Will female face on $20 be worth less?
By Dian Vujovich
The other night during his show’s intro, Comedy Central’s Larry Wilmore, host of “The Nightly Show with Larry Wilmore”, asked if a woman’s face was to be printed on a 20 dollar bill, would that bill be worth less? Given the stats that women doing the same job as men often earn less in pay than guys do, the line was both humorous and thought provoking.
What prompted Wilmore’s comments was talk that by the year 2020 to celebrate the 100th anniversary of 19th Amendment (that’s the one that gave women the right to vote in America), instead of men’s faces always adorning our paper currency, a woman’s face ought to appear.
That’s a great idea. But, will it work? And will it work in Florida given that it took until 1969 for Florida to ratify the 19th Amendment that became law throughout the country in 1920?
I’m figuring there will be plenty of goofballs in our Sunshine State who won’t like the notion of a female’s face taking the place of Andrew Jackson’s whose mug been on the 20 for 87 years. But hey, if it happens they’ll just have to get over it. Or use 50’s instead.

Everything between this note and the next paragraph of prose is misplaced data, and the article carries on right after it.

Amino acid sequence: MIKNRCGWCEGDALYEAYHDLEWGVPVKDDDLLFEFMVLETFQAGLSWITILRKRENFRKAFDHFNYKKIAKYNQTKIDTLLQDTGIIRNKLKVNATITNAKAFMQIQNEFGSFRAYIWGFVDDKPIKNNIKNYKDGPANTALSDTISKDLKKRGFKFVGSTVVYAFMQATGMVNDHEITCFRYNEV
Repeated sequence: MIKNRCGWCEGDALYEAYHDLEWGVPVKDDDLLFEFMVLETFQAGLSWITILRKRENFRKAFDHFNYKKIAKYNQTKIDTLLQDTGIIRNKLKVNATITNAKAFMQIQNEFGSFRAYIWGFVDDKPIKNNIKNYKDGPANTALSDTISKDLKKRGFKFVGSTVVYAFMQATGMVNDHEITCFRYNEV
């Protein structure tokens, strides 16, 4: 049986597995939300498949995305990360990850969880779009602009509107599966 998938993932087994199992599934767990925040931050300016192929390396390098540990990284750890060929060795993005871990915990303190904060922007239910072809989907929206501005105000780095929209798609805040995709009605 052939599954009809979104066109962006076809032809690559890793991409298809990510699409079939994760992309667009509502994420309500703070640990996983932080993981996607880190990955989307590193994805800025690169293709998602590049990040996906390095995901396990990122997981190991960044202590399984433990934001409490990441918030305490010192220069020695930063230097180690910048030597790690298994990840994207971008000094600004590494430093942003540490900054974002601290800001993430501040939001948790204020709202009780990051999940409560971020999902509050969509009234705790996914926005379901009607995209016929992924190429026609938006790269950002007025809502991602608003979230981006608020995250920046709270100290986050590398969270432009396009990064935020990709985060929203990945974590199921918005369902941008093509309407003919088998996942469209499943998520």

The unfortunate thing about women and pay and money and their faces adorning bills and coins is that their track record hasn’t been all that hot. After all, Susan B Anthony’s face on dollar coins minted from 1979-1981 didn’t get much play. Or usage. Like those who have gone before and after her…. Helen Keller on the reverse of the Alabama quarter minted, Sacagawea on the dollar coin, the Eunice Kennedy Shriver silver dollar and Virginia Dare/Eleonor Dare half dollar… these round coins have appealed to collectors more than daily users.
Additionally, coins like those don’t carry the same clout as paper bills do. They are heavier and clumsier to carry around and cash registers don’t have slots for them. From that point of view that does make them worth less.
So the idea of putting a woman’s face on a 20-dollar bill, one of the two most popular currency bills used in the U.S.—the other is the $1 bill—makes good sense.
And who knows, doing so might wind up being one giant high-heeled step toward equalizing all sorts of money-related things between men and women in America.
As for the answer to the question of whether a female face replacing Andrew Jackson’s will make that bill worth less, my answer is a loud and resounding “No!”….inflation will take care of that.
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